Saudi Arabia kick-started an initial public offering of the world's largest oil company on Sunday (November 3), three years after a listing of Saudi Aramco was first flagged, and just seven weeks after crippling attacks on its oil facilities.
Chief executive Amin Nasser called it a "truly historic" day, adding that the company would be listed on the local bourse.
The IPO will be split into two tranches, one each for institutional and individual investors - but Aramco did not give a time frame or reveal how much of the company would be sold, saying that would be determined after the bookbuilding period.
Sources say Aramco could offer 1%-2% of its shares, raising as much as $20 billion to $40 billion.
The company is valued by bankers and company insiders at around $1.5 trillion - 50% more than the world's most valuable listed companies, Microsoft and
A sale of 2% of Aramco's shares at that valuation would be the biggest IPO of all time, beating Chinese e-commerce giant Alibaba's record-breaking 2014 IPO.
The aim is to raise billions of dollars as a part of Crown Prince Mohammed bin Salman's push to diversify Saudi Arabia's economy away from oil.
The kingdom's reliance on black gold was emphasized by the September 14 attacks which shut off about 5% of global supply, and also raised questions about the vulnerability of Aramco's oil facilities amid deepening regional tensions.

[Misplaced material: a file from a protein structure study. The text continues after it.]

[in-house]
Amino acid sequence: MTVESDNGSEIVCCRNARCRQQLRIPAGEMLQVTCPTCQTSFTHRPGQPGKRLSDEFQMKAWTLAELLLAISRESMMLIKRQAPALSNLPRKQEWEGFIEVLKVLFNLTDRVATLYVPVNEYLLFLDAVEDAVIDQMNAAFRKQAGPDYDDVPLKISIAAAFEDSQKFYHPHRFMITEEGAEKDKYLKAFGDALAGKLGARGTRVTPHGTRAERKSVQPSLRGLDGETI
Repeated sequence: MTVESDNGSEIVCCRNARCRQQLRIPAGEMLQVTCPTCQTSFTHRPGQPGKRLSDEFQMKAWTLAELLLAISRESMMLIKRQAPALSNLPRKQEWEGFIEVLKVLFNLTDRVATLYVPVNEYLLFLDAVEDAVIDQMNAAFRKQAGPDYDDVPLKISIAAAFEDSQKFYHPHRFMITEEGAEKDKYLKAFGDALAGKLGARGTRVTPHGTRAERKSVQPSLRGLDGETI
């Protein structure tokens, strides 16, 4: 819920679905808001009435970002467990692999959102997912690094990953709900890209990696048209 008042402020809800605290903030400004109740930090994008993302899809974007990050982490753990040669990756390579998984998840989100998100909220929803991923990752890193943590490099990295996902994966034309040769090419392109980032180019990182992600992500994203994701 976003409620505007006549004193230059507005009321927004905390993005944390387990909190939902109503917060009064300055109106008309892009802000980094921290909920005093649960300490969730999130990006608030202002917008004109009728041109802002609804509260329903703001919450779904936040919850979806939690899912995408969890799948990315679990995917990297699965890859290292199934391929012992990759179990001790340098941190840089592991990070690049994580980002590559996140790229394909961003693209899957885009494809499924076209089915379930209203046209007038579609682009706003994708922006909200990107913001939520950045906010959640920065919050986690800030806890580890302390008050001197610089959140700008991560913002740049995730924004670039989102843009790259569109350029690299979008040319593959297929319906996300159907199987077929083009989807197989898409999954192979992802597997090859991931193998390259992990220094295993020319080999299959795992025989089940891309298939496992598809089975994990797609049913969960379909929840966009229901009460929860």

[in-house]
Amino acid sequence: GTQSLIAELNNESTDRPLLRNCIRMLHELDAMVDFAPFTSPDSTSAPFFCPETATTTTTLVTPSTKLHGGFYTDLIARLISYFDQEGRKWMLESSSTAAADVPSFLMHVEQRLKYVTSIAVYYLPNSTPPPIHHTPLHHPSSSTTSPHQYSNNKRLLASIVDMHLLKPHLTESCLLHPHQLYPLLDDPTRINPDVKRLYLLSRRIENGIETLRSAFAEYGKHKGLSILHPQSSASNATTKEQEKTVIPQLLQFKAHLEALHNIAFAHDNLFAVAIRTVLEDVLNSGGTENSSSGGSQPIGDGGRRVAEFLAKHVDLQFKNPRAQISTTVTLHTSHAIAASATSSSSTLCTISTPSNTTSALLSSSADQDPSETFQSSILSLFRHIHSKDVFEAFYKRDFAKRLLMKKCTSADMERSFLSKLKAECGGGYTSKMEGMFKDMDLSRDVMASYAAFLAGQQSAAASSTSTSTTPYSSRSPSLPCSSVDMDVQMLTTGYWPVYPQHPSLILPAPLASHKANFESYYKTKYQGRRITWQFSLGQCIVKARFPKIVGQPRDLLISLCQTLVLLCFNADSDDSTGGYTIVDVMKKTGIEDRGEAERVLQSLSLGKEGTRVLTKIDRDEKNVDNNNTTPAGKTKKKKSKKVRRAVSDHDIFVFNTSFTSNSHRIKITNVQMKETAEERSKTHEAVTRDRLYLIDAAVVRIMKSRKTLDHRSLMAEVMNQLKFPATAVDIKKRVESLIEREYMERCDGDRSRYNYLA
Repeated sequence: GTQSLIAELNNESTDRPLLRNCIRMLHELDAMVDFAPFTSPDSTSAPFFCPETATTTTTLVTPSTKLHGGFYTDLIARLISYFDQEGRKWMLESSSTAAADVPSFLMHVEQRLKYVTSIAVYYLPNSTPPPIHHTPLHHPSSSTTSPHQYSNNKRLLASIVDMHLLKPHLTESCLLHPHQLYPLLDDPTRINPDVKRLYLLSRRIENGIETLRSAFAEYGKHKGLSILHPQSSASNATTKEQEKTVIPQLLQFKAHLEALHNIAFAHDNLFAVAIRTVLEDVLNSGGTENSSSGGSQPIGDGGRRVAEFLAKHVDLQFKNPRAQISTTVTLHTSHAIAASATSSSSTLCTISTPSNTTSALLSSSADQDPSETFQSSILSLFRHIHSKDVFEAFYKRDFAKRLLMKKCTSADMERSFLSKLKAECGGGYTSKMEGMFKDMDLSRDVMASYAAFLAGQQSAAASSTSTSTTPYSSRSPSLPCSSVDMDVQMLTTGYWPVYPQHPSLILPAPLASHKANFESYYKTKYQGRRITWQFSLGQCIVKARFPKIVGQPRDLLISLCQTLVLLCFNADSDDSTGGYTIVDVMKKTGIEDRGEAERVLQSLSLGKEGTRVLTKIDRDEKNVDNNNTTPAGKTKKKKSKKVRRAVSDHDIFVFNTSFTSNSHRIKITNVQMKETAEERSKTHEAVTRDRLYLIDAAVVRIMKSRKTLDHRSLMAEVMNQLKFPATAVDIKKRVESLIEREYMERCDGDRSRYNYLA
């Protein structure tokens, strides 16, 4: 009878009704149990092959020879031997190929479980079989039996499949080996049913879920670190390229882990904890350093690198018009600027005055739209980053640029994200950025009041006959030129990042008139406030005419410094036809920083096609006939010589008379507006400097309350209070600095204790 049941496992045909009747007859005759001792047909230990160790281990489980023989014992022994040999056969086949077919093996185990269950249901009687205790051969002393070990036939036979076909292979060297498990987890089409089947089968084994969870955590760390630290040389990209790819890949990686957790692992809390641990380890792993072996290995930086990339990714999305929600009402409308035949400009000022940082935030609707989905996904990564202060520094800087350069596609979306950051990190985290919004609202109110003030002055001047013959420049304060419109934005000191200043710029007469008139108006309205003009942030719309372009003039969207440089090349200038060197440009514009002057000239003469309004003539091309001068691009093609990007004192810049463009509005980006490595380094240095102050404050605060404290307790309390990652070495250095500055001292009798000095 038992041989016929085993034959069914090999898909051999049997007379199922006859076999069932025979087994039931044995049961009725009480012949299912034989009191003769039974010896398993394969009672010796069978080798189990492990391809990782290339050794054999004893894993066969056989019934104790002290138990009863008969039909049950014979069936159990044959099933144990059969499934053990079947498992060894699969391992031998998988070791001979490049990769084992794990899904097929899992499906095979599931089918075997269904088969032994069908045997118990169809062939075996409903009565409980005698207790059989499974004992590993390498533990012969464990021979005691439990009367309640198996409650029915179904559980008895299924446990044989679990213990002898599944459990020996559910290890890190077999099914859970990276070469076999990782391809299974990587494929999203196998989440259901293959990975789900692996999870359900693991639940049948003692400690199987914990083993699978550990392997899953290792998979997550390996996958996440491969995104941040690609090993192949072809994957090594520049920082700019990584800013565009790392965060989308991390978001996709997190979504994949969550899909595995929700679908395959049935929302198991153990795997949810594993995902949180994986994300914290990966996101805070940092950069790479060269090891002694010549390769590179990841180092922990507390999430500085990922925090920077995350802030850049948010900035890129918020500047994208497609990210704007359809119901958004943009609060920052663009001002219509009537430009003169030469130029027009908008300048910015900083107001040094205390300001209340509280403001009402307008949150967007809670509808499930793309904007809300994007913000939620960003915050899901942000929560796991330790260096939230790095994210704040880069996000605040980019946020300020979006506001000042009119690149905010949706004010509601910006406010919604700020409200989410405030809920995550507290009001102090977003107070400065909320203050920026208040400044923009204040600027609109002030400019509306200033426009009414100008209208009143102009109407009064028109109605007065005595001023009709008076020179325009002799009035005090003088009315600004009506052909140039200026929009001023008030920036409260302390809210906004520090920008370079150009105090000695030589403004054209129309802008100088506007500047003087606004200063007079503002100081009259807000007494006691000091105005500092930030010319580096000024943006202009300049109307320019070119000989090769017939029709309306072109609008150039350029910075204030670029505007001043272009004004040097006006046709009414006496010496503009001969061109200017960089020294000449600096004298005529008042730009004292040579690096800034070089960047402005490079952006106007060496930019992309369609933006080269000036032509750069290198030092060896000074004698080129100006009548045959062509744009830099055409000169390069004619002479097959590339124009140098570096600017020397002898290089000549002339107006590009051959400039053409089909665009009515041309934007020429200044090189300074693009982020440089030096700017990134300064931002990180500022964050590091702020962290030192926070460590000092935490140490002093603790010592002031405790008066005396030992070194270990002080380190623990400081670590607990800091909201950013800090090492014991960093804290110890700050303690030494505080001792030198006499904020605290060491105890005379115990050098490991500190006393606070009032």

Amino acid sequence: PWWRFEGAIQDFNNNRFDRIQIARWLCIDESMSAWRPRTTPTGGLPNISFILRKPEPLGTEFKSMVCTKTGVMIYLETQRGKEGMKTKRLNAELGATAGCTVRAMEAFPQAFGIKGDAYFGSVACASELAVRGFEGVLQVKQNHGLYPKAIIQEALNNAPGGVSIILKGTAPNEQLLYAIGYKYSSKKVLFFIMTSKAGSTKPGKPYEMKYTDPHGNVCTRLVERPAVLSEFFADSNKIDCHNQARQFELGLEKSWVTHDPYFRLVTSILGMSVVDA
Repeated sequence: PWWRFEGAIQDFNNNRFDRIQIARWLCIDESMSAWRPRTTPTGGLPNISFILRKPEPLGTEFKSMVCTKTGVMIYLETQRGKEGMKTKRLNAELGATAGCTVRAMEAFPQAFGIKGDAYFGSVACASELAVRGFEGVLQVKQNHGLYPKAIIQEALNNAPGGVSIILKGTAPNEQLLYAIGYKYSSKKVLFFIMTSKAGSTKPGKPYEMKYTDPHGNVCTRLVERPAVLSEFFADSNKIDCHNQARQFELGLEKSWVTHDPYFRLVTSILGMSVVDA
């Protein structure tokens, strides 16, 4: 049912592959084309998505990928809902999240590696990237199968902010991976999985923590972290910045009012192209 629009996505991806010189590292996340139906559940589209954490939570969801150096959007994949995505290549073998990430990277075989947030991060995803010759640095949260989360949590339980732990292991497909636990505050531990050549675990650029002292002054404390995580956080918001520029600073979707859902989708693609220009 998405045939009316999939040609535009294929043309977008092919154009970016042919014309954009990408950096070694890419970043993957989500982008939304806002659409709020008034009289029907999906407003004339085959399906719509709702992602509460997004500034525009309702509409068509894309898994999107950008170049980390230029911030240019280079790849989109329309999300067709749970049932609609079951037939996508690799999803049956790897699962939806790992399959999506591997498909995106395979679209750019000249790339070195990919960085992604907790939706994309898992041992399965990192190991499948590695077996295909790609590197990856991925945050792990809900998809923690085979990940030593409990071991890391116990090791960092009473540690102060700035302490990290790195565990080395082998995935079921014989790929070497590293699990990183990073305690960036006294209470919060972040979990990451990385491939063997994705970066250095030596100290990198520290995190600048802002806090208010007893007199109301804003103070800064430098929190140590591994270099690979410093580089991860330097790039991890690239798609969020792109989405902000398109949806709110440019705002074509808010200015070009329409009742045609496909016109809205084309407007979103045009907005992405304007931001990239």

On Sunday, Aramco said it does not expect the attacks - which Riyadh blamed on regional foe Iran - to have a material impact on its finances and operations.
The slump in demand for crude during the coronavirus pandemic has forced oil companies to contemplate the possibility that the fossil fuel market has peaked and the time for a global energy transition has come. But as Francis Maguire reports Saudi Aramco sees things differently.
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Former world heavyweight champion Anthony Joshua discusses his relationship with trainer Rob McCracken and what he learnt from his loss to Andy Ruiz Jr ahead of his trip to Saudi Arabia to fight to win..
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